Fitch Ratings has assigned African Risk Capacity Insurance Company Limited (ARC) an Insurer Financial Strength (IFS) Rating of 'BBB+' and a Long-Term Issuer Default Rating (IDR) of 'BBB'. The rating outlook is 'Stable'.
Fitch says that the ratings reflect the commitment and credit quality of ARC's sponsors, as well as the company's somewhat weak business profile, very strong capitalisation and leverage, and somewhat weak financial performance and earnings.
ARC is sponsored by the UK Department for International Development (DFID) and the German development bank KfW. Fitch's assessment of these sponsors' willingness and ability to support ARC results in a one-notch uplift to its standalone credit profile.
In addition to their capital contributions, Fitch believes DFID and KfW provide support to the company that is positive to the credit rating through governance and strategic input, while also facilitating sovereign participation in the business through premium subsidy schemes. Fitch regards the capital provided by DFID and KfW at ARC's inception as also fully loss-absorbing and we expect further support could be made available if ARC continues to achieve its development goals.
Fitch scores ARC's business profile 'bb+' (somewhat weak) under its credit factor scoring guidelines. This reflects ARC's small size and specialised nature as a Bermuda-based insurer underwriting short-tail non-life risks in Africa. At end-2019 the company reported gross written premiums (GWP) of just $16m, shareholders' funds of $18m and total assets of $91m.
ARC's portfolio diversification is limited as the company currently offers a single parametric insurance product covering drought risk, says Fitch. Geographic diversification is moderate with the 2019/2020 risk pool covering only 12 African Union member states out of a possible 34, with the number of members having been volatile in prior years.
Fitch expects ARC's business profile to improve through increased diversification as more countries sign up to the ARC project attracted by a broader range of products.
Fitch views ARC's capital position as very strong, and a key strength for the rating. The company benefits from the treatment of its $67m of Class C members' returnable capital as Tier 1 capital under the Bermudan solvency regime, and as equity capital under Fitch's Prism Factor-Based Capital Model (Prism FBM). As a result, ARC reported a Bermudan enhanced capital requirement (ECR) ratio of nearly 2,500% at 31 March 2020, while the company's score on Fitch's Prism FBM was "Extremely Strong" at end-2019.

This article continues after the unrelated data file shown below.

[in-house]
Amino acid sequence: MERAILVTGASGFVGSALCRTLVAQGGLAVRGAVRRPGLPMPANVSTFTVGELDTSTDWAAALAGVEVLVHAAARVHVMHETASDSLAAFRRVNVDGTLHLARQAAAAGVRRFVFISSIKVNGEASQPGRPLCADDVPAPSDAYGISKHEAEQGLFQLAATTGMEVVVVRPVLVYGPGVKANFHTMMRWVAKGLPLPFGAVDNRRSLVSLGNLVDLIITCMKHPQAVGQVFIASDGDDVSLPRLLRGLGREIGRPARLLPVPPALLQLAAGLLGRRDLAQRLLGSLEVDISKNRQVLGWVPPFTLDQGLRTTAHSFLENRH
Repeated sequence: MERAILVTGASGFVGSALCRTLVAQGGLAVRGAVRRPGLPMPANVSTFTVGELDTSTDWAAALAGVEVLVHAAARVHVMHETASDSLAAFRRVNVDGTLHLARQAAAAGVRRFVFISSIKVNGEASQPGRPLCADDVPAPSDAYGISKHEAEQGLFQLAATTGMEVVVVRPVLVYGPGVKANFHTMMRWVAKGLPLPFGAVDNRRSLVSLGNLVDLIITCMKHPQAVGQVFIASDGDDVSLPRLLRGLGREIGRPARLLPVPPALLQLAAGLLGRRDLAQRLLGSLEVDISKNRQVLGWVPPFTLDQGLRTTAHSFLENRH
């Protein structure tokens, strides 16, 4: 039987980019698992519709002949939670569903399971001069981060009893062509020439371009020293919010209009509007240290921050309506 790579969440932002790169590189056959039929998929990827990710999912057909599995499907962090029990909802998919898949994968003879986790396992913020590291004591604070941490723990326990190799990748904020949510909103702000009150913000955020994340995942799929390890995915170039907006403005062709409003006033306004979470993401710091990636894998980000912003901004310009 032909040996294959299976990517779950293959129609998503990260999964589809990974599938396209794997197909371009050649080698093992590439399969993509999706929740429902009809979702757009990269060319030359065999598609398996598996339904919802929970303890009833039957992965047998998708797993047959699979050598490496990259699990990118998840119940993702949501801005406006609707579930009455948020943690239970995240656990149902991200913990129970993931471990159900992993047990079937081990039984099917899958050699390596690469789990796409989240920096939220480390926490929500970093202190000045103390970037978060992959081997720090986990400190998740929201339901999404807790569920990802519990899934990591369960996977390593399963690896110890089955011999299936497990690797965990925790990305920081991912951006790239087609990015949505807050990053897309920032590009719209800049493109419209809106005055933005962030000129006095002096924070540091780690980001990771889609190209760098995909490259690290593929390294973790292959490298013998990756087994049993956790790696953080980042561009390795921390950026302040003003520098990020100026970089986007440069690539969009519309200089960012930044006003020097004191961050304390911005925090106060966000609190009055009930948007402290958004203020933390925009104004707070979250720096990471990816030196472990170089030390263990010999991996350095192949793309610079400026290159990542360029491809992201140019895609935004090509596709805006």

Fitch expects ARC's capital position to deteriorate slightly in the medium term as the company grows its risk exposure, but to remain very strong. Fitch also treats ARC's Class C members' returnable capital as equity capital when assessing the company's leverage. As a result, ARC's Fitch-calculated financial leverage ratio (FLR) was nil at end-2019.
Fitch assesses ARC's financial performance and earnings as somewhat weak. The company reported a five-year average net income return on equity (ROE) of 1%, with large losses experienced in 2018 and 2019. ARC's Fitch-calculated combined ratio was 244% in 2019, well above the five-year average of 147%. The significant weakening was due to large claims that were not covered under the company's reinsurance arrangements, due to an elevated attachment point.
ARC was established to be managed on a commercial basis and achieves modest profits, but this remains secondary to the company's development goals. Fitch does not expect ARC to report high earnings but at the same time the long-term sustainability and hence the credit profile of the business could be uncertain should the company continue to experience significant losses as reported in 2018 and 2019.
Fitch assesses ARC's reinsurance and risk mitigation as 'good'. Fitch believes some risk tolerance is inherent in the company's underwriting practices as development goals are prioritised over underwriting margins. However, ARC's record with effective reinsurance arrangements is unproven. The company's losses in 2019 can be attributed to an elevated attachment point, the amount above which the company's reinsurance would cover a given claim, on its excess of loss reinsurance programme. ARC now makes use of 50% quota-share and stop-loss reinsurance arrangements, which Fitch expects to provide better risk mitigation than in previous years.
The rating actions are based on Fitch's current assessment of the impact of the COVID-19 pandemic, including its economic impact, under a set of rating assumptions.